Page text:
“I really hate sober people,” Mr. Judy says. “Not because they’re lousy customers — I mean, there’s that, obviously — but mostly because I don’t trust them. Non-smokers, too.”
“Uh huh.” I fill the empty spaces in his monologue with grunts and polite chuckles while slowly cruising down Clipper Street toward the Mission.
“Which reminds me. Where’s my mace?”
“Don’t worry,” I tell him. “You’ll get it back.”
I’ve taken Mr. Judy, and his can of mace, hostage. After nearly spraying a guy in the face at a liquor store, I decided he wasn’t ready to be released back into the wild just yet. So I’m driving him around and listening to David Bowie’s “The Man Who Sold the World,” hoping he’ll soon relax.
“That guy in the liquor store had it coming. I’m telling ya. Asking the price for every bottle of booze. If you can’t afford alcohol at a liquor store, plan ahead and go to Costco, you stupid fucking moron!”
I agree that while certain people probably deserve to be maced, “You can’t get 86’d from another place. Soon, there won’t be anywhere left for you to go.”
Heading down Valencia, we pass one bar after another, shuttered for the night, even though it’s only 11 p.m.
“Where the fuck is everyone?” I wonder aloud.
“It’s Wednesday night,” Mr. Judy chimes in. “There should be some people out.”
“Where are the bartenders and restaurant workers?” I ask. “Have they all relocated to Vallejo or Pinole? Maybe they’re just too broke to go out after working longer hours to afford the rising cost of living …”
Unless pandemonium is what you’re after, San Francisco’s service industry is in the toilet. Morale is a joke.
When I talk to food servers, bartenders and other hospitality workers, the story is always the same: The squeeze is on. And it’s transforming nightlife.
While other service industry workers continue to eke out a modest existence, taxi drivers are starving to death.
Before Uber and Lyft, you could net between $300 and $500 on a decent night. Hell, when I first started driving for Lyft less than four years ago, the rates were high enough that I could earn $400 in six to eight hours on a Saturday night. Easy.
Now, whether you drive for an app company or a cab company, to even get close to that number, you have to work 16-hour days. With the oversaturation of vehicles creating a supply that surpasses demand, you’re lucky to make $200 on a Saturday night.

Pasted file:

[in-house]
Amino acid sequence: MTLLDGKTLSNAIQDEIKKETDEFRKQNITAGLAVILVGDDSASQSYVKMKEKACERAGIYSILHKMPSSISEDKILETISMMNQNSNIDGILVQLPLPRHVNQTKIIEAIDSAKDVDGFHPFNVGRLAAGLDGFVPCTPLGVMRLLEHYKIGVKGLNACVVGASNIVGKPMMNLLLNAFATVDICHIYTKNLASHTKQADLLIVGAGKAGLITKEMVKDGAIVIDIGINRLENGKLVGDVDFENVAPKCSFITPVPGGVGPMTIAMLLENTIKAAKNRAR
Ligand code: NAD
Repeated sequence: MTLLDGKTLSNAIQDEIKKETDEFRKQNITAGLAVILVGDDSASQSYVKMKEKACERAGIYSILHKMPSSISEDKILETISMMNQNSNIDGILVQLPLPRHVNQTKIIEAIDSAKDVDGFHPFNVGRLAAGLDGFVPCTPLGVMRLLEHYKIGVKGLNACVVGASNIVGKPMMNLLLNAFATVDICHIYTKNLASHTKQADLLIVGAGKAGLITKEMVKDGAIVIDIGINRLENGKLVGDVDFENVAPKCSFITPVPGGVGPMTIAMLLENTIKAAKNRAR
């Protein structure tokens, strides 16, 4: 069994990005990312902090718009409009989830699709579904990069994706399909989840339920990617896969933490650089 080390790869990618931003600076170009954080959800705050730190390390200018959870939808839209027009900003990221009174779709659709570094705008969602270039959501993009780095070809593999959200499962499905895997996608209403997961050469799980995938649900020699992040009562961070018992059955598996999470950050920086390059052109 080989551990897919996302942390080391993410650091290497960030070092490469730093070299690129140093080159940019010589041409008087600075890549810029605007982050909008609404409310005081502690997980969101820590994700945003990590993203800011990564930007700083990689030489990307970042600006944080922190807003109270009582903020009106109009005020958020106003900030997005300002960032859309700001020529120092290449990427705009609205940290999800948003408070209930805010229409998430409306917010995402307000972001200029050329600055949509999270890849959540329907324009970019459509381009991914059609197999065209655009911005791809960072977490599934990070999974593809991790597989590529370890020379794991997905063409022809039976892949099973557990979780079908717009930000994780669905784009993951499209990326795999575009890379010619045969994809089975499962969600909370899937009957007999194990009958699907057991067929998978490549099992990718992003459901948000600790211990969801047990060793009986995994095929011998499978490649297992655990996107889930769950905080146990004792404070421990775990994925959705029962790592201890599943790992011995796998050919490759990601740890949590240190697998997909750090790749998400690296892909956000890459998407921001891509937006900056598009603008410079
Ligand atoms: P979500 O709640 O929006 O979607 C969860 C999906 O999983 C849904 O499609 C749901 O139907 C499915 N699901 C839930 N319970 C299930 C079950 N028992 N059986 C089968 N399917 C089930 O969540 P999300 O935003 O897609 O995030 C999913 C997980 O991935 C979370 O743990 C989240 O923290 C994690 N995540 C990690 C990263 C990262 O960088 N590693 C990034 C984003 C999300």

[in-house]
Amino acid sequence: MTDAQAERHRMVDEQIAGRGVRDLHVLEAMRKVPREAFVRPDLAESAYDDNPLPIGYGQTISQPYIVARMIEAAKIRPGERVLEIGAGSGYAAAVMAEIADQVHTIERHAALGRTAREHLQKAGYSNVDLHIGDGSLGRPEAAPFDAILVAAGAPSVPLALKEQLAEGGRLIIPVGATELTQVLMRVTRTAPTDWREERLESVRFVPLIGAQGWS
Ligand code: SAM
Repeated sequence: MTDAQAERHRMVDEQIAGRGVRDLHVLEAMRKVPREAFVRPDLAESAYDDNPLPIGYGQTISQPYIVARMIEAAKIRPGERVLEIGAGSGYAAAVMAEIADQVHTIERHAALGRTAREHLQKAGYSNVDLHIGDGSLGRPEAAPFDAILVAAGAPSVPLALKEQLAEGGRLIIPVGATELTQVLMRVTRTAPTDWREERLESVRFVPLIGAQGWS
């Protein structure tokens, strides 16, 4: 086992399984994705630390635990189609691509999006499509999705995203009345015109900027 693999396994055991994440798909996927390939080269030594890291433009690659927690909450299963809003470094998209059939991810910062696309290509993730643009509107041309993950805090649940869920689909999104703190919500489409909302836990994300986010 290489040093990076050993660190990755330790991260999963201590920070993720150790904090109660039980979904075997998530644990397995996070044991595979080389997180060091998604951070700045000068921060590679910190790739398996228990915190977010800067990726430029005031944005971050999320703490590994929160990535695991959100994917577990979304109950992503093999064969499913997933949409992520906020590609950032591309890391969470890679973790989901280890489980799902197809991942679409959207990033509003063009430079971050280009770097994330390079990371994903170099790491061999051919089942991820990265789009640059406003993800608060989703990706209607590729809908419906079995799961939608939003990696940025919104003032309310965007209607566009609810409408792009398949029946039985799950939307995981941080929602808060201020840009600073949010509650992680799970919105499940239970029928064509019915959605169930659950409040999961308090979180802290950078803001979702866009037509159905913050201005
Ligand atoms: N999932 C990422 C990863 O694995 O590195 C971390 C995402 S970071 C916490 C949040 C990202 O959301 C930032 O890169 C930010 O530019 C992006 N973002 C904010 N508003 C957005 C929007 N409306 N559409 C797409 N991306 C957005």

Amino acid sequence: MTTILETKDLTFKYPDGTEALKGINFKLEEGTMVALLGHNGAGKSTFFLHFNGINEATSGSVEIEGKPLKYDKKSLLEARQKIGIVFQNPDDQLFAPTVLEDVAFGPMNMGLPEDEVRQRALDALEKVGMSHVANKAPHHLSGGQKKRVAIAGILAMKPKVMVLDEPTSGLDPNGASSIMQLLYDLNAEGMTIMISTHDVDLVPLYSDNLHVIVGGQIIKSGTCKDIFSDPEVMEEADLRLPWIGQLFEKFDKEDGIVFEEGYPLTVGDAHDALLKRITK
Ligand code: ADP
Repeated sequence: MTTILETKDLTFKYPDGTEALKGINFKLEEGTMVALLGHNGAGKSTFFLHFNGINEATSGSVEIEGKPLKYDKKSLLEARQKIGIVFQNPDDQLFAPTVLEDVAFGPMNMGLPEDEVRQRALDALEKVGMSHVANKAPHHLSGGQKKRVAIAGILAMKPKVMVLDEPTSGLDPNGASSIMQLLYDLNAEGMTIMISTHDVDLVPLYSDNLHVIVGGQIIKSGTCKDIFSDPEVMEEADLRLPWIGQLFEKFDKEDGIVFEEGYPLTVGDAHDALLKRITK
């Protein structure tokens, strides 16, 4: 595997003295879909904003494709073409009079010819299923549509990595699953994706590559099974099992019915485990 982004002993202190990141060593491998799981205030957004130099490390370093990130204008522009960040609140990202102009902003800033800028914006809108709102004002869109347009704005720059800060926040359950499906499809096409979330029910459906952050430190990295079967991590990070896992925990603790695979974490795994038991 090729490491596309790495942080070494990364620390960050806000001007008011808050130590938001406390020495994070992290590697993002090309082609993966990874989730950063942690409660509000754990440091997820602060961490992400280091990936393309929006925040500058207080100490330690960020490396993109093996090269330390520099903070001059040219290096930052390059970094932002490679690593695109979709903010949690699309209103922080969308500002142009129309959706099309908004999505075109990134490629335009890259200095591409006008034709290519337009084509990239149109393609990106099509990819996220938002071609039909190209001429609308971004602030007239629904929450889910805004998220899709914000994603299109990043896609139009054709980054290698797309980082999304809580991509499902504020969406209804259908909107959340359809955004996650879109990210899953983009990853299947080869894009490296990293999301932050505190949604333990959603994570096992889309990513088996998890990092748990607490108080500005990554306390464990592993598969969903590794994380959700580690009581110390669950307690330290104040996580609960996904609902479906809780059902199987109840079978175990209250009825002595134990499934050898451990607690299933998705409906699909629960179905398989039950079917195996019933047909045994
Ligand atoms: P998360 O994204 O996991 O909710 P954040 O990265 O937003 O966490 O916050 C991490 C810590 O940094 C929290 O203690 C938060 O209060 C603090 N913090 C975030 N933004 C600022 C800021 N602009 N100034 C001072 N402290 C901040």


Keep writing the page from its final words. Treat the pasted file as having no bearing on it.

Each year that I’ve been driving, I’ve earned progressively less. And yet my expenses keep rising.
Uber and Lyft didn’t “disrupt” the taxi industry. By providing the exact same service as taxis, all they did was disrupt semantics, municipal codes and the ability to earn a living wage.
In the process, they’ve helped transform San Francisco into a city of worker bees. You either have your nose to the grindstone or you’re trying to monetize your free time and any available resource.
In this new paradigm of “always by hustling,” where does getting drunk and doing some lines on a Wednesday night fit in?
Unless you have amazing rent, you can’t afford to live in San Francisco and work in the service industry. That’s why people from all over the Bay Area and beyond are pouring into The City to perform these jobs. The problem is, they take their earnings out of the local economy back home with them.
I do the same thing. Since I live in Oakland, I’m not taking San Francisco taxis on my days off. I’m not eating at San Francisco restaurants or drinking at San Francisco bars.
Since service workers tend to support other service workers, there should be no mystery why it’s getting harder and harder to survive as a taxi driver in San Francisco. There just aren’t enough service industry workers living and playing in The City to support the large number of service workers trying to make a buck there.
It’s gotten so bad, even drug dealers have to work long hours, seven days a week to get by …
As I pull up to the bar, Mr. Judy surveys the crowd in front.
“Look at these polished turds,” he sneers. “These new kids on the block are so boring. So clean and tidy. So perfect. But inside they’re chock full of shit. Every last one of them.”
“Alrighty then.” Since he doesn’t seem ready to deal with the public yet, I turn the meter on again and merge back into traffic.
Kelly Dessaint is a San Francisco taxi driver. His zine, “Behind the Wheel,” is available at bookstores throughout The City. Write to Kelly at firstname.lastname@example.org or visit his blog at www.idrivesf.com.